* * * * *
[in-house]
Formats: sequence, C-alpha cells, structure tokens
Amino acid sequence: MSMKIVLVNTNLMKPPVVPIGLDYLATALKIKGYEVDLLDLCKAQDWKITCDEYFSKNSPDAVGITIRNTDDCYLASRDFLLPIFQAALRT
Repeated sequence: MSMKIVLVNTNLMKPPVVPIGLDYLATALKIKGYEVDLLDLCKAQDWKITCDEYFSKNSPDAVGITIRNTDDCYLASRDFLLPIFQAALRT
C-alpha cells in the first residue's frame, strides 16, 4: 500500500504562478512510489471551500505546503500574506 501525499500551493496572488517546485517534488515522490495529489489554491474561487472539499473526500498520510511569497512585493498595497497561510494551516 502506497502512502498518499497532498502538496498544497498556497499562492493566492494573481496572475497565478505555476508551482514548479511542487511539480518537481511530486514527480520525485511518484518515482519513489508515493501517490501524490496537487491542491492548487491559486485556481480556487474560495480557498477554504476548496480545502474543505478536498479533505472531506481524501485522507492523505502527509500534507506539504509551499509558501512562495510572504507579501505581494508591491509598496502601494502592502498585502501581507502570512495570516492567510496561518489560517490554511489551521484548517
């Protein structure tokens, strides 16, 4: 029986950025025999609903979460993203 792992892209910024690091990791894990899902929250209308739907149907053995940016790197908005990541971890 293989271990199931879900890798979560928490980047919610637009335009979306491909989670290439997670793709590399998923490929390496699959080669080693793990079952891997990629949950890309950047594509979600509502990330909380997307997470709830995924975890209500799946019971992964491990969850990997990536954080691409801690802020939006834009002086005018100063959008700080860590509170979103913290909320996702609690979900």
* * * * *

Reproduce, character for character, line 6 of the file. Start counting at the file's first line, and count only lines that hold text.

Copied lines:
């Protein structure tokens, strides 16, 4: 029986950025025999609903979460993203 792992892209910024690091990791894990899902929250209308739907149907053995940016790197908005990541971890 293989271990199931879900890798979560928490980047919610637009335009979306491909989670290439997670793709590399998923490929390496699959080669080693793990079952891997990629949950890309950047594509979600509502990330909380997307997470709830995924975890209500799946019971992964491990969850990997990536954080691409801690802020939006834009002086005018100063959008700080860590509170979103913290909320996702609690979900």